“So really, as we move in the weeks ahead we should be able to see the vaccination programme picking up the tempo thereby hastening the pace at which we go back to normalcy in Zimbabwe, getting the children back at school, workers back at work so that we can kick-start our economy in realisation of Vision 2030,” said Mr Charamba.

The national Covid-19 vaccination programme started in all 62 districts with frontline health workers and other key personnel at high risk of infection, getting their first jab.

Government is targeting to vaccinate at least 10 million people against Covid-19 as the absolute minimum to start achieving a degree of herd immunity. So far Covid-19 has killed over 1 440 Zimbabweans and affected over 35 900 people in the country since March last year.

Over 400 people were vaccinated in Bulawayo on the first two days with another 118 in Matabeleland North. Midlands saw 412 frontline workers vaccinated by yesterday, with numbers increasing each day.

Acting Midlands provincial medical director, Dr Reginald Mhene said: “We had 111 frontline workers who got the vaccine on the first day. We also had 301 on the second day and the programme is progressing well with more of our frontline workers receiving inoculation.”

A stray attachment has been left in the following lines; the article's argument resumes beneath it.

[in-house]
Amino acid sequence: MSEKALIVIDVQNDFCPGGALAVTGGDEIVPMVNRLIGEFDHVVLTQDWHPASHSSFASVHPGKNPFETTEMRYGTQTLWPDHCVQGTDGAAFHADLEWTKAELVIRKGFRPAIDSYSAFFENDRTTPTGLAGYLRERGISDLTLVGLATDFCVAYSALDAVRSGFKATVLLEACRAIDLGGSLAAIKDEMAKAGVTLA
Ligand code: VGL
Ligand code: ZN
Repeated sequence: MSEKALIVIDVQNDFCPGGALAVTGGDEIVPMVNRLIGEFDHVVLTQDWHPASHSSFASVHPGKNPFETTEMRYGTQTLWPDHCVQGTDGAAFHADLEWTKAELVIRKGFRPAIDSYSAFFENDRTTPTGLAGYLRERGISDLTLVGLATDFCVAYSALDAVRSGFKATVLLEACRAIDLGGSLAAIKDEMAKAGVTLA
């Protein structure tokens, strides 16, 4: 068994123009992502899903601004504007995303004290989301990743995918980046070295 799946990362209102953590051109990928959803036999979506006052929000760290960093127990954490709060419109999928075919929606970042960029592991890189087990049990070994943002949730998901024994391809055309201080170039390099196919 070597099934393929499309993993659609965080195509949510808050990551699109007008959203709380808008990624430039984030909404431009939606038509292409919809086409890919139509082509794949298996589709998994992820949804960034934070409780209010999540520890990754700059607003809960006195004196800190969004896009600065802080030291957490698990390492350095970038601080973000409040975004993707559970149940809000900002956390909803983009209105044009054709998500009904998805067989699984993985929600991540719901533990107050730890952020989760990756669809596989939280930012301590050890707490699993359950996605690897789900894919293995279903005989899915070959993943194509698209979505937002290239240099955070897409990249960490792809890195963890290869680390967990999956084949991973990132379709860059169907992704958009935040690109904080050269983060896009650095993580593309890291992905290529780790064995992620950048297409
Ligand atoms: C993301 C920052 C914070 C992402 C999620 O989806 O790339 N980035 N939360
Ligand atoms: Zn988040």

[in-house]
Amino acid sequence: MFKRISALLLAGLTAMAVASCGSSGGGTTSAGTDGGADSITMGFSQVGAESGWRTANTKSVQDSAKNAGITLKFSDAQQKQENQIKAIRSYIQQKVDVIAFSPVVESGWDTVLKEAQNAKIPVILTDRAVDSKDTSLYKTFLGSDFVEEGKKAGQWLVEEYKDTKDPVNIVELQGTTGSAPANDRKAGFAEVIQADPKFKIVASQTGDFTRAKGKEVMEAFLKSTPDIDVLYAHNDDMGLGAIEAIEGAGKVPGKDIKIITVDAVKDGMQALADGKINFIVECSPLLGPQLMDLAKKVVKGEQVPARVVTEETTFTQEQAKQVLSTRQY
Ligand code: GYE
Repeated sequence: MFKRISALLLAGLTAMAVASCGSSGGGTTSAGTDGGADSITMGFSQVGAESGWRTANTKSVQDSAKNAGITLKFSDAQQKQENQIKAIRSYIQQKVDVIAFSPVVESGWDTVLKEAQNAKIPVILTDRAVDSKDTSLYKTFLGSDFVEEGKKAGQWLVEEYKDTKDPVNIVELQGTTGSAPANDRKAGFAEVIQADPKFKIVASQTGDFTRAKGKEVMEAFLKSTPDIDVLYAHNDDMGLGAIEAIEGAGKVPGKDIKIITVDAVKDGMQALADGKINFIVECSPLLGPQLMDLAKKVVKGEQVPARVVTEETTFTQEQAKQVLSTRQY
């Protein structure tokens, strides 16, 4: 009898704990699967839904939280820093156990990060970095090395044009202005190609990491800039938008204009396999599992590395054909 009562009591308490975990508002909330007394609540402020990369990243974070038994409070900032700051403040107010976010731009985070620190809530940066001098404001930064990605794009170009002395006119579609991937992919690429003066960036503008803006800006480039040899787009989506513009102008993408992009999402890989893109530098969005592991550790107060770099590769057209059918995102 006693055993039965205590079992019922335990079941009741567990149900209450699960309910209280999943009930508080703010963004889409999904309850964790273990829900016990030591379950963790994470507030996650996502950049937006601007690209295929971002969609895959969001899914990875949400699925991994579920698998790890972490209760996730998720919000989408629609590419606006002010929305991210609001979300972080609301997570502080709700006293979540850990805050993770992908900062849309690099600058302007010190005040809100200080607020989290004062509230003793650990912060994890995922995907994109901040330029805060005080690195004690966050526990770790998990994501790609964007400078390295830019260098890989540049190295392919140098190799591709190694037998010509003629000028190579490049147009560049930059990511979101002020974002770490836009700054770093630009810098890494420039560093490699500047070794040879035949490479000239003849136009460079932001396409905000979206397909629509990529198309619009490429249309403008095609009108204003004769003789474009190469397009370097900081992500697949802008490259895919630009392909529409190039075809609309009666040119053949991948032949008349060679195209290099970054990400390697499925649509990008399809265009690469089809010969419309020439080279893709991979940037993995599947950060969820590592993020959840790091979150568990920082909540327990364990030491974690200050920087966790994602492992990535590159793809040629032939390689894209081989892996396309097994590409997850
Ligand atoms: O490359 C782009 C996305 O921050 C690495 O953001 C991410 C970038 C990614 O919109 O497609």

In Mashonaland East, more than 600 frontline workers have so far received their first dose of the vaccine. Provincial medical director, Dr Paul Matsvimbo, said: “When we started the numbers were a little bit low but on Tuesday they started to increase. On the first day we had a total of 196 frontline workers who got vaccinated and the number has so far increased to 608.

“We are intensifying advocacy by using various campaign strategies like peer to peer mobilisation. We are expecting that as the campaign goes on, the numbers will continue to rise,” said Dr Matsvimbo.

In Matabeleland South, the provincial nursing officer Sister Joyce Dube said the programme was continuing with fewer challenges and that between Monday and Tuesday, they had administered the vaccines to 154 people but more have been vaccinated, only mobile phone networks are making it difficult to record all vaccinations.

In Beitbridge, the district medical officer, Dr Lenos Samhere said they expect numbers to peak next week.

“We are having low numbers currently because these centres are manned by very few members of staff,” said Dr Samhere.

In Mashonaland West 263 people were vaccinated in the first two days, with acting provincial health director Dr Gift Masoja saying the second day saw four-fold rises in some centres.

In Masvingo, the vaccination of frontline health workers proceeded smoothly for the third day yesterday with more frontline health workers inoculated. By yesterday, 800 frontline health workers had been inoculated.

Masvingo provincial medical director Dr Amadeos Shamu yesterday said: “Our teams are moving in all the districts vaccinating and sensitising our frontline health workers and we are satisfied with the uptake.”

He said more frontline workers including health personnel, the security services and media, were warming up to the vaccine and getting inoculated in numbers.